Several years ago in one of the "Year's Best" summations, Gardner Dozois concluded that the defining characteristic of good Science Fiction was being a "good read". This is a fun collection of short stories set in big universes with solid plots. If you want more cerebral material, ambiguous morality or less fantastical futures then you should consider "Year's Best Science Fiction 25" (or any of the prior 24) instead. If you want to enjoy reading some clever adventure stories in space, this is the book for you.
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on August 9, 2009
I enjoyed reading all 19 stories in this collection. I confess that The New Space Opera first volume is still on the shelf by my bed, only a few stories sampled. The difference was having this one in my iPhone Kindle app, so I could read away at it during train rides or boring staff meetings. I'm grateful for the entertaining diversion.

My five favorite stories in this book made me rethink my approach to my job:

"The Lost Princess Man" by John Barnes demonstrates how to conduct a job interview with a con man in a high-tech dictatorship.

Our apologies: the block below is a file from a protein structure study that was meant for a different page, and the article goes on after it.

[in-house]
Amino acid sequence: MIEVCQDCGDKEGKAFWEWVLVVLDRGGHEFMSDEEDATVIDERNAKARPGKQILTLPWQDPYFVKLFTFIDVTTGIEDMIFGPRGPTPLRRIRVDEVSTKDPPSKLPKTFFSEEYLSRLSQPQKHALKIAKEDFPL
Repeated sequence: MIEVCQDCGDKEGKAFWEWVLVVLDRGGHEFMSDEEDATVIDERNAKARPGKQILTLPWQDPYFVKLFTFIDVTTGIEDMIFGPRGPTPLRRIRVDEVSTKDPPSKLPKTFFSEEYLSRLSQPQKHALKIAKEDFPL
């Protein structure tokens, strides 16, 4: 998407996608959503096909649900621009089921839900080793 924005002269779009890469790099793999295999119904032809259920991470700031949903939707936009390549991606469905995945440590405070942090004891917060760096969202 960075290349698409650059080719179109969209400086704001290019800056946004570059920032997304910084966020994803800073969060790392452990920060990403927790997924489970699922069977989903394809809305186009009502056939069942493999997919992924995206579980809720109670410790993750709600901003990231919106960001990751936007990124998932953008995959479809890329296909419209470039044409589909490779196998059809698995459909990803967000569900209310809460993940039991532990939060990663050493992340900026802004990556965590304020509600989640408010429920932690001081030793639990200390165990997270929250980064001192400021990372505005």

"Defect" by Kristine Kathryn Rusch shows how to resign from a job as an undercover assassin--and how to resign ourselves to the consequences.

"Chameleons" by Elizabeth Moon reminds us what it is like to babysit a pair of bratty kids.

"The Tale of the Wicked" by John Scalzi evokes those feelings we sometimes have that our office computers are really running things--and that their errors are intentional.

"The Far End of History" by John Wright emphasizes the dangers of becoming romantically involved with someone at work--especially when different versions of both of you play so many different roles that it's hard to keep them straight.

Two more stories weren't among my favorites, but get an honorable mention for succeeding as "space opera" while making fun of it. Cory Doctorow's "To Go Boldly" made me laugh harder about Star Trek than I have since reading Terry Bisson's Galaxy Quest. And Mike Resnick's "Catastrophe Baker and a Canticle for Leibowitz" pokes enjoyable fun at the handsome heroes and shapely sirens of truly bad space opera. Can't wait to see the comic book version.

It's a good collection. Read and enjoy.